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Your 2024 Gardening Guide


If you’re a true green thumb, you probably already know when to mow, prune, pluck, plant or trim your chosen plants, but for some this may be a reliable source of info throughout 2024 – happy gardening!


Avoid pruning if you can, if you must, then take care, your garden is extra fragile in the summer heat.

Its time for the living Christmas tree to find a new home outdoors. Move them to a sunny spot, water and fertilise them and then plant them in turned soil.


Check your houseplants for bugs, control with White Oil if needed.

Your lawn might also be attracting killer bugs, if you’re finding brown patches it could be army grub. Ask your garden guru which product is best and apply all over the garden so they know they’re no longer welcome.
Hydrangeas and geraniums are finished blooming and need a prune. Cut off any long stems of agapanthus too.
Roses will also need a summer prune; cut off one- third of growth, fertilise with poultry manure, then rose food.


Citrus should be fertilised this month. Potted plants should only be fed with a slow-release, not citrus food, as this will cause leaf drop.
Garden varieties need poultry manure fed out under the drip line: water before and after application, then two or three weeks later, apply citrus fertiliser, again, watering well.
Prepare flower and vegetable beds this month by digging in poultry manure plus an all-purpose plant food. St Patrick’s Day is traditionally when sweet peas are planted.


Camellia sasanquas are beginning to bloom – they are ideal for disguising an ugly fence and look great planted along a narrow driveway.
Select bulbs for spring this month. Gladioli corms can be lifted and stored in a dry place.
Remember to plant poppies on Anzac Day in beds prepared with poultry manure at least one week prior.


Boost parsley with blood and bone for instant greening.
Cut back other herbs beyond their prime and apply Flourish. Tulips and hyacinths need two weeks in the fridge before planting to trick them into thinking it’s really cold.
Give roses a handful of blood and bone to keep them flowering.

organic garden


If planting new-season roses, don’t fertilise, but do water daily.
Once Sasanqua camellias have finished blooming, it’s a great time to prune.
Lawns should be sprayed to eliminate bindiis before seeds become dispersed.


A great month for pruning – not spring-flowering trees and shrubs.   
Roses should be pruned this month (frost-prone areas can wait until August).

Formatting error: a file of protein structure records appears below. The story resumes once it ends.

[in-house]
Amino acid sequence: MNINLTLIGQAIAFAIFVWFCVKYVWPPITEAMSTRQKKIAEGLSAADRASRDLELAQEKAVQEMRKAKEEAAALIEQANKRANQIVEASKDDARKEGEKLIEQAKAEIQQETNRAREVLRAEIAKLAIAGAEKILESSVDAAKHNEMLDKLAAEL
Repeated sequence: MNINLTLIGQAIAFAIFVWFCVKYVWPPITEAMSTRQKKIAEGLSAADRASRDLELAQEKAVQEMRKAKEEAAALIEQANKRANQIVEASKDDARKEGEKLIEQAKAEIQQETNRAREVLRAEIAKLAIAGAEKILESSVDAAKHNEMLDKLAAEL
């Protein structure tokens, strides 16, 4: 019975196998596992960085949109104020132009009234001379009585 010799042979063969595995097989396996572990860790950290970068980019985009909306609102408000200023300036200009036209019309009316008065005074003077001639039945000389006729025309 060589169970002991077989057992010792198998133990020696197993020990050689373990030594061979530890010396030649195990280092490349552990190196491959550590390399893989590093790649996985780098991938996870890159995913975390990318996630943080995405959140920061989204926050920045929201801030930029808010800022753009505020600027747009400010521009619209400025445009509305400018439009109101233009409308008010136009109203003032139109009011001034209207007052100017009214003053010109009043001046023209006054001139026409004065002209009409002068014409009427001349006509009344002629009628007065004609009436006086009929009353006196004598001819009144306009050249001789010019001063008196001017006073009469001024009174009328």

Stone fruit that suffer from leaf curl should be sprayed with Copper Oxychloride during the last two weeks of July (then again during early August).
Crepe Myrtles should be cut back to within several centimetres of last year’s growth – don’t prune back to the same spot as ugly calluses will appear.


Fertilise citrus this month; only use slow-release on potted plants.   
Feed ground-grown plants with poultry manure, followed several weeks later with citrus food.
Hydrangeas that have been pruned back to two plump eyes should be fertilised, giving consideration to colour.
Once camellias are finished flowering, deadhead and trim to shape, fertilise and mulch with peat moss.
Early tomatoes can be planted in well-manured soil.
Eradicate weeds before lawns are fertilised.


Don’t fertilise lawns until they are actively growing.
Agapanthus, murraya, gardenia and other flowering summer plants should be fertilised with cow manure.
Don’t prune tropical plants until warm weather is established.
If gardenias develop yellow leaves as they are setting flowers, apply chelated iron and keep well-watered.


Camellias and azaleas should be fertilised after flowering. Use a slow-release fertiliser for potted plants.
Roses are prone to aphid attack on their new growth; keep this under control with pyrethrum or Malathon.
Hibiscus making new growth will need cow manure and chelated iron to prevent yellow leaves.


Give native shrubs that have finished flowering a light prune.
Summer-flowering annuals and vegetables will benefit from an application of blood and bone.
Watch for fruit fly attacking tomatoes, stone fruit and other ripening vegetables.
Use fruit fly baits and paint tomato stakes with a spreadable paste of Vegamite and Malathon (no specific ratio).


End of the year again, and it’s mulching time, ready for the long, hot summer.
Use peat moss around the root surface of azaleas and camellias and mulch the rest of the garden with sugar cane mulch. Plant annuals for Christmas colour.

For more gardening inspo:

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